Manager Buck Showalter said Hunter brought a lot of experience, having spent so much time in the AL East.

"Felt fortunate to add him at this time of year," Showalter said.

Drake has pitched four games for Baltimore this year, giving up six earned runs in 5 2/3 innings.

McFarland was 2-2 with a 6.93 ERA in 16 games. Borbon went 4 for 13 in six games.

NFL Notes: Falcons sign safety Dashon Goldson

NFL Notes: Falcons sign safety Dashon Goldson

ATLANTA -- The Atlanta Falcons signed veteran free-agent safety Dashon Goldson on Sunday.

The Falcons will be without rookie starting strong safety Keanu Neal, the first-round pick, for at least the first two regular-season games with a right knee injury. He will have arthroscopic surgery on Monday.

Coach Dan Quinn has said that backup Kemal Ishmael would fill in for Neal as the starting strong safety.

Goldson, a 2012 All-Pro with the 49ers, had 110 tackles in 15 starts with the Redskins in 2015. He spent his first six seasons with San Francisco and played with Tampa Bay in 2013-14.

Bills: Ryan says standing for anthem pays respect to military
ORCHARD PARK, N.Y. -- Buffalo Bills coach Rex Ryan believes standing for the national anthem is a way for NFL players and coaches to show respect and give thanks to members of the armed forces.

Ryan says he can appreciate how some players have personal or religious beliefs that lead them to not stand for the anthem. However, he adds people should appreciate the "gift" they have in playing football, which is the result of "the men and women that serve our country."

He was asked about his opinion before practice Sunday, a day after San Francisco 49ers quarterback Colin Kaepernick said he is refusing to stand for the anthem because he believes the United States oppresses African Americans and other minorities.

Ryan did not specifically reference Kaepernick in his response.

Dorial Green-Beckham shows why Eagles traded for him against Colts

Dorial Green-Beckham shows why Eagles traded for him against Colts

INDIANAPOLIS — The first time they tried the fade, last week in Pittsburgh, Chase Daniel underthrew it, and Dorial Green-Beckham never had a chance.
 
The second time they tried the fade, in the first quarter at Lucas Oil Stadium on Saturday night, Green-Beckham got himself turned around on a perfect Sam Bradford pass and the ball sailed over his head.
 
The third time they tried it?
 
We all got our first glimpse of just what this 6-foot-5 kid is capable of.
 
Touchdown Eagles.
 
Green-Beckham, who the Titans gave up on two weeks ago after just one season, soared high over Colts cornerback Tay Glover-Wright near the sideline in the left side of the end zone and brought in a perfectly lobbed Bradford fade for his first touchdown in an Eagles uniform.
 
“It felt natural, me being a big target and having a height difference, going up and making plays like that,” Green-Beckham said.
 
“It is different for me because I know I’ve got to take advantage of those opportunities in the red zone and I feel like for me to go out there and do that, all my teammates see what I’m capable of doing, and that is all I came here to do.”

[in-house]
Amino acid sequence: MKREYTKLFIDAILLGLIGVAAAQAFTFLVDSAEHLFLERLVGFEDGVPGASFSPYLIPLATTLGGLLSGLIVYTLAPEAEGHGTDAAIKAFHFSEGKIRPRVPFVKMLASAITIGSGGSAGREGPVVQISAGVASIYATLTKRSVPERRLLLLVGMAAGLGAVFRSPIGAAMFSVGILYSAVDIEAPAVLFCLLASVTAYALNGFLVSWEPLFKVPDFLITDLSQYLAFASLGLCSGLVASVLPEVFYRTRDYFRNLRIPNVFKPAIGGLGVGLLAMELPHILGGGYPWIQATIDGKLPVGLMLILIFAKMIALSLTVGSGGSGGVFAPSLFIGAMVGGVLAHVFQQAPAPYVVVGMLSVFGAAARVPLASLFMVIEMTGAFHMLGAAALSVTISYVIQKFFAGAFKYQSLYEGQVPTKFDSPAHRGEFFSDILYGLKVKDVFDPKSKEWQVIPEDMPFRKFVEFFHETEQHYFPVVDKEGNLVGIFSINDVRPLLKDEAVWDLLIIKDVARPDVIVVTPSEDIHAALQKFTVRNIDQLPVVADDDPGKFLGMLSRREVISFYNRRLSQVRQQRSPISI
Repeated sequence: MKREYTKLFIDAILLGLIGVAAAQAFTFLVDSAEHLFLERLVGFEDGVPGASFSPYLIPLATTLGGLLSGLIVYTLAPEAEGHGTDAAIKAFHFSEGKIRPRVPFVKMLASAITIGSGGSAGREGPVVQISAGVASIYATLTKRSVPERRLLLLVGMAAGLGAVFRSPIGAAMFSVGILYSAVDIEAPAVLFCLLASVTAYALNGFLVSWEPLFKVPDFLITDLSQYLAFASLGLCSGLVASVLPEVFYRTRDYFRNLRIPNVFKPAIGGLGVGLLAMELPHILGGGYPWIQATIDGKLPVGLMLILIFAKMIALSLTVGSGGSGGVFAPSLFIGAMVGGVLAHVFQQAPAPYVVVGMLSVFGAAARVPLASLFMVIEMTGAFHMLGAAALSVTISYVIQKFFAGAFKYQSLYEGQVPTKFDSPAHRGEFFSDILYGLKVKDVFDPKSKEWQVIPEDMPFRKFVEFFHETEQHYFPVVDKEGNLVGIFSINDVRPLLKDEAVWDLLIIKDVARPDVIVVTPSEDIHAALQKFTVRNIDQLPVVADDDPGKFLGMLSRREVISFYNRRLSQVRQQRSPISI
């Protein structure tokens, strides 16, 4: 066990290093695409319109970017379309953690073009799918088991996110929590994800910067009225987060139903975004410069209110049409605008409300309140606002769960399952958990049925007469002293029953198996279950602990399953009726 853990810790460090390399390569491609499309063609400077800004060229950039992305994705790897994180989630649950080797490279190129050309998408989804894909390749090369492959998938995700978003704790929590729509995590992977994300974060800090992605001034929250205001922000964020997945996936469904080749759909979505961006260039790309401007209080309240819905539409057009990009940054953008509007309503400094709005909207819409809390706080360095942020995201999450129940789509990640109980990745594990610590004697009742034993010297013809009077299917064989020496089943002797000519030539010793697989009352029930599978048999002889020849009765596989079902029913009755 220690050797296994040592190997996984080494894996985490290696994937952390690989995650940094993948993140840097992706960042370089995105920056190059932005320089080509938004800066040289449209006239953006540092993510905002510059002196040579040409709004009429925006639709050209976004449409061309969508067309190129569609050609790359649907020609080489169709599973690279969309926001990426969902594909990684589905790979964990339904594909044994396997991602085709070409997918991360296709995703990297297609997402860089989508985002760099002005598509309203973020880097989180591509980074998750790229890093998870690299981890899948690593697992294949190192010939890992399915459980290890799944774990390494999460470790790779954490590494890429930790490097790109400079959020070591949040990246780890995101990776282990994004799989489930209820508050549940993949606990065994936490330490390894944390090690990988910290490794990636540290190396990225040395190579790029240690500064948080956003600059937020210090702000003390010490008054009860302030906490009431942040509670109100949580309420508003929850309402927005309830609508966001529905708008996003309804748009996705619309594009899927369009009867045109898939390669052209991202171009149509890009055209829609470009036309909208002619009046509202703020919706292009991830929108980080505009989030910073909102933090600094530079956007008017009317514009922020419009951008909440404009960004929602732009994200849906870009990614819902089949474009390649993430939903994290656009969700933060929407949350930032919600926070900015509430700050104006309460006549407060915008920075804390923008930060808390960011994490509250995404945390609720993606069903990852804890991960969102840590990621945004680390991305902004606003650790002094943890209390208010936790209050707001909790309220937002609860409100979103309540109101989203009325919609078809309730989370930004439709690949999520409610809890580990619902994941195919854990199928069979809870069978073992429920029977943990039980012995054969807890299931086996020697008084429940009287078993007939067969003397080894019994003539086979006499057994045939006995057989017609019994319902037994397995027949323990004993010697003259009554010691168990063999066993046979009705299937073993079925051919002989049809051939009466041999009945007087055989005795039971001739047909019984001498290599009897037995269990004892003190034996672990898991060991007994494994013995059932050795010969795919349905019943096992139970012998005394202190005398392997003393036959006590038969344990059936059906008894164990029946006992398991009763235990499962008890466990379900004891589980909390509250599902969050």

Eventually, the plan is to incorporate Green-Beckham more fully into the offense. But he hasn’t even been here two weeks, and the fade is an easy route to learn, an easy route to perfect and an easy route to build up chemistry with your quarterback.
 
At 6-5, Green-Beckham is the second-tallest receiver in Eagles history.
 
“Yeah, he is a big, physical receiver, the kind of the receiver that comes to mind when you think of fades in the red zone,” Bradford said.
 
“Any time that we can get him matched up, 1-on-1 in the backside, we want to take advantage of that. It’s huge for us. It just gives us another weapon, another play down there. Being able to trust him to go make a play, it is nice to have someone like that down in the red zone.”
 
Most encouraging was the improvement and adjustment DGB made during the game.
 
He got himself awkwardly turned around the wrong way on the first fade attempt in Indy and never had a chance.
 
That’s just a lack of familiarity with his quarterback, he said. Remember, DGB has only had one week of practice with Bradford, and this was their first preseason game together.
 
“Just not knowing where the ball will be placed at,” he said. “We came back and made it happen the second time. Just have to get used to the quarterback, know who is out there throwing balls, and just have to use those opportunities that are given.”
 
The combination of disappointing training camps and preseason performances from Nelson Agholor, Rueben Randle and Chris Givens combined with the promise Green-Beckham shows has changed the Eagles’ wide receiver outlook behind Jordan Matthews.
 
Green-Beckham in a matter of two weeks has gone from Tennessee Titan castoff to a potential major contributor for the Eagles.
 
He played only eight snaps Saturday night but caught two passes, one for a first down, the other for a touchdown.
 
“I still have to compete,” he said. “I can’t take any steps backwards. I still have to get into the playbook, study more and just use those opportunities that are given to me. With my receiving group having my back for everything and knowing that they will always be there for me.”
 
Remains to be seen just how much of a factor DGB can be once the regular season starts in two weeks.
 
He is still working just in the slot, where Josh Huff also lines up most of the time, and the coaches plan to gradually give him more and more outside receiver work, where the Eagles are really desperate for help.
 
Maybe this won't work out. There has to be a reason the Titans gave up on a promising 23-year-old second-round pick a year after they drafted him. 

But Green-Beckham could wind up being a steal. And all it cost the Eagles was Dennis Kelly.
 
“Just keep getting better each and every day,” he said. “Having that mindset of coming in early, getting extra film in, doing those little things right. … Just try to do better than I did the day before."